All the Queen’s horses: from her first pony to Macron’s birthday present

Cottrell joked that he had “no great advice” from the top to attend Saturday’s derby, where some of the Queen’s horses will be showing up. On the subject of horses, the Archbishop continued, “Your Majesty, we are sorry that you are not here with us this morning in person. But we are very glad that you are still in the saddle.”

People may forget, but the Queen is also “the Defender of the Faith and Supreme Ruler of the Church of England”. The Archbishop praised her for her “strong steadfastness, firmness, devotion to God, and obedience to a call.”

Read the Prime Minister of Philippi in the New Testament.

Johnson read: “Rejoice.” “Let your kindness be known to all. The Lord is near. Do not worry about anything, but in everything by prayer and supplication with thanksgiving let your requests reach God.”

These days in Britain, of course, political power is in the hands of Johnson and his government, while the Queen, as head of state, has symbolic and ceremonial powers. But there is a steady transition of responsibility now passing from the Queen to her son Charles and grandson William, who play more prominent roles during the Jubilee.

Britain celebrates its longest reigning monarch, Queen Elizabeth II. The festivities began on June 2. (Video: Alexa Juliana Ard/The Washington Post)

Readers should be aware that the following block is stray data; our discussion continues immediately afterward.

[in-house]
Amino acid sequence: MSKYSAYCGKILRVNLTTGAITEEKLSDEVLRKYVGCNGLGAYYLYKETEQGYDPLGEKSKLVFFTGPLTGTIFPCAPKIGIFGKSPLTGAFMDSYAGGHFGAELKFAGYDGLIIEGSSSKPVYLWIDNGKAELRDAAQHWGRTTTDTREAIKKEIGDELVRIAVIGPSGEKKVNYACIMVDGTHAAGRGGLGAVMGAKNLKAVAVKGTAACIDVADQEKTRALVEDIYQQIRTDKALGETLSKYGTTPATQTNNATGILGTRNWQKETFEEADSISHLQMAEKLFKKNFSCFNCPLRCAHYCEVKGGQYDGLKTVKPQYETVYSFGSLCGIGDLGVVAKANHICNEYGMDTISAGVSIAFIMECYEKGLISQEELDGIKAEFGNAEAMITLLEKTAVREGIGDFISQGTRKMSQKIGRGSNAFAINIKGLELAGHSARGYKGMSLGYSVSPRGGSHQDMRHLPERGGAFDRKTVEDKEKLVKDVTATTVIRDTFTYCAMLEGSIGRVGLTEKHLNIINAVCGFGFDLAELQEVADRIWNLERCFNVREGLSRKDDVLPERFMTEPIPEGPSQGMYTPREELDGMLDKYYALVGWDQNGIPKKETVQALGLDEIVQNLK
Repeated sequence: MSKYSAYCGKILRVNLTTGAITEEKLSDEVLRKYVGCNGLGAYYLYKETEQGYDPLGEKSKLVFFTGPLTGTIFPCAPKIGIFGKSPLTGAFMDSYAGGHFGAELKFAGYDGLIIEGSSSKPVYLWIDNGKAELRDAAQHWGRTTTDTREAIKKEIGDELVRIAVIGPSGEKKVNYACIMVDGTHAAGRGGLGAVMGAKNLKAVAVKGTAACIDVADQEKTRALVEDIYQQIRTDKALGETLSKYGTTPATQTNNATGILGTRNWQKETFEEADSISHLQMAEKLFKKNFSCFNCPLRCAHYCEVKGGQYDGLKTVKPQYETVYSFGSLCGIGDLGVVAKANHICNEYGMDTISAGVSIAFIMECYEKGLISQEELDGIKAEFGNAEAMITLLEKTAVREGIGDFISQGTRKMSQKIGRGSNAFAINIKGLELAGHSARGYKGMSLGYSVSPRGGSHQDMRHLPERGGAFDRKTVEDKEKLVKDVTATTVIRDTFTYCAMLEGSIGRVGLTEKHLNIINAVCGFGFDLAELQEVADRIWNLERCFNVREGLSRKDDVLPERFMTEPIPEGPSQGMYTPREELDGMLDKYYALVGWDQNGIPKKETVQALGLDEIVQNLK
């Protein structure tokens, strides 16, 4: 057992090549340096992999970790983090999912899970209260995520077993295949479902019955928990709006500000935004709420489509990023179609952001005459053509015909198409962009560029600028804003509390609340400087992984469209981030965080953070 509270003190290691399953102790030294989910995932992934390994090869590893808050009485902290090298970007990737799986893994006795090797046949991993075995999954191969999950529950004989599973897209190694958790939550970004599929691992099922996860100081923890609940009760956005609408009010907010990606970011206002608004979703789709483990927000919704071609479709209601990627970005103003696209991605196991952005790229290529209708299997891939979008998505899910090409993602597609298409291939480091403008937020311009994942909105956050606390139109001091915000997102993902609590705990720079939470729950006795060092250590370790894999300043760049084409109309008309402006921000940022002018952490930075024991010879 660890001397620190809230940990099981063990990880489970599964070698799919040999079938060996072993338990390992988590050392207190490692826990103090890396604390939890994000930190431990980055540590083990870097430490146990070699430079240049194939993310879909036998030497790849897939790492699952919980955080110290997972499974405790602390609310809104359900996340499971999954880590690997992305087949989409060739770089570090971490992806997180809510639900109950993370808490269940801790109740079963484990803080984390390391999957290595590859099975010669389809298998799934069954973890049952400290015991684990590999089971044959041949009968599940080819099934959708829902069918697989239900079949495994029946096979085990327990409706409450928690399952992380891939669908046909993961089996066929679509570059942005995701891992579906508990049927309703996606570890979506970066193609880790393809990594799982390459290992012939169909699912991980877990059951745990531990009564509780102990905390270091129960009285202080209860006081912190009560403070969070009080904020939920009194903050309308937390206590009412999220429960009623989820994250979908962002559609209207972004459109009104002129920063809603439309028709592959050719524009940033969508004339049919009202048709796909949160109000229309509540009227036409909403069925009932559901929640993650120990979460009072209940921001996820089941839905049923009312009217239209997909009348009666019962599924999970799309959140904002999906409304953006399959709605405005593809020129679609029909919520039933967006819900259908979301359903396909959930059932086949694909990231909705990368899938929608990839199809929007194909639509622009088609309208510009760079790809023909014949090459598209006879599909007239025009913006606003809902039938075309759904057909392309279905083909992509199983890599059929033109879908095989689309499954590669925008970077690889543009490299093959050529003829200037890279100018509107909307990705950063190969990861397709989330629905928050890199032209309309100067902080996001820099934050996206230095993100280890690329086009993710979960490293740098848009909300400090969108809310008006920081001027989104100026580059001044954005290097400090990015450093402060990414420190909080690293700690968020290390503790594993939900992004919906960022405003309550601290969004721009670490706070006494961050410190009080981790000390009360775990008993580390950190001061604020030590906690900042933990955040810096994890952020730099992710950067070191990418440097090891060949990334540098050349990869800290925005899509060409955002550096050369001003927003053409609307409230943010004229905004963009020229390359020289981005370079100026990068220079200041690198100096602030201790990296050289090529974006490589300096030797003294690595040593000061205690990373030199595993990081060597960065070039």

The BBC’s cameras have mostly focused on her in St Paul, but they occasionally cut to show Harry and Meghan, who were sitting across the aisle from key members of the royal family.

The BBC commentator said it appeared Harry and Meghan were allowed “their own little parade” as they entered, which he said was made by the Queen.

St Paul’s wasn’t the easiest place to catch a glimpse of the royals, but that didn’t stop several hundred people from gathering outside, where the streets are lined with metal barricades.

Sue Willmott, a British resident of Connecticut, traveled with her three children to celebrate the jubilee. As the royals walked out of the church, her 7-year-old daughter, Orla, who has become an unofficial crowd photographer, took pictures on phones passed to her in the dense crowd.

Wilmot described the Queen as “a rock in our lives – whenever things go wrong, this is this stable swan that floats and keeps everyone calm.”

She said it was unfortunate that Harry and Meghan drew the ridicule.

“We saw Harry come out and we were booed by some, and we thought that was sad. We cheered. He has a small family he brought from America, and thank God he did. His kids being a part of this is amazing; they’ll be able to look back one day and say ‘we celebrated’ Our grandmother’s grandmother.